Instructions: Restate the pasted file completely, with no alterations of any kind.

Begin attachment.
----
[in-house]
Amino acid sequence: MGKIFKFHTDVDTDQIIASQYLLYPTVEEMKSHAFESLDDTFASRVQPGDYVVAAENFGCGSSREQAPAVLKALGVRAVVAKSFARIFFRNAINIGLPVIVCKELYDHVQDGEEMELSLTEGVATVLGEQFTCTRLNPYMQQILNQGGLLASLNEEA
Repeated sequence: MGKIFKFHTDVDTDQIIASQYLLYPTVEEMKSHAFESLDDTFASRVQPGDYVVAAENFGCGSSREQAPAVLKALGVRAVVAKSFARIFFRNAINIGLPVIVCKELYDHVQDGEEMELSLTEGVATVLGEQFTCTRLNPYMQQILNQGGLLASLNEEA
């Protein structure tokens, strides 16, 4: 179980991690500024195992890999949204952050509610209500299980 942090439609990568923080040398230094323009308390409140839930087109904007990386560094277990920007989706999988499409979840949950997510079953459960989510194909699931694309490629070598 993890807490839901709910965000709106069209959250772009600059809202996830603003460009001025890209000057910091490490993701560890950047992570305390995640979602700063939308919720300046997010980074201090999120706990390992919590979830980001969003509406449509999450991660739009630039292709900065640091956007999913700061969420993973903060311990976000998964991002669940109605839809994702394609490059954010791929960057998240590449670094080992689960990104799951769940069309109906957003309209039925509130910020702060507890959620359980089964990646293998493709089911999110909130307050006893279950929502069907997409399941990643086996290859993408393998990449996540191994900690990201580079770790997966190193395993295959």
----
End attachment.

[in-house]
Amino acid sequence: MGKIFKFHTDVDTDQIIASQYLLYPTVEEMKSHAFESLDDTFASRVQPGDYVVAAENFGCGSSREQAPAVLKALGVRAVVAKSFARIFFRNAINIGLPVIVCKELYDHVQDGEEMELSLTEGVATVLGEQFTCTRLNPYMQQILNQGGLLASLNEEA
Repeated sequence: MGKIFKFHTDVDTDQIIASQYLLYPTVEEMKSHAFESLDDTFASRVQPGDYVVAAENFGCGSSREQAPAVLKALGVRAVVAKSFARIFFRNAINIGLPVIVCKELYDHVQDGEEMELSLTEGVATVLGEQFTCTRLNPYMQQILNQGGLLASLNEEA
């Protein structure tokens, strides 16, 4: 179980991690500024195992890999949204952050509610209500299980 942090439609990568923080040398230094323009308390409140839930087109904007990386560094277990920007989706999988499409979840949950997510079953459960989510194909699931694309490629070598 993890807490839901709910965000709106069209959250772009600059809202996830603003460009001025890209000057910091490490993701560890950047992570305390995640979602700063939308919720300046997010980074201090999120706990390992919590979830980001969003509406449509999450991660739009630039292709900065640091956007999913700061969420993973903060311990976000998964991002669940109605839809994702394609490059954010791929960057998240590449670094080992689960990104799951769940069309109906957003309209039925509130910020702060507890959620359980089964990646293998493709089911999110909130307050006893279950929502069907997409399941990643086996290859993408393998990449996540191994900690990201580079770790997966190193395993295959």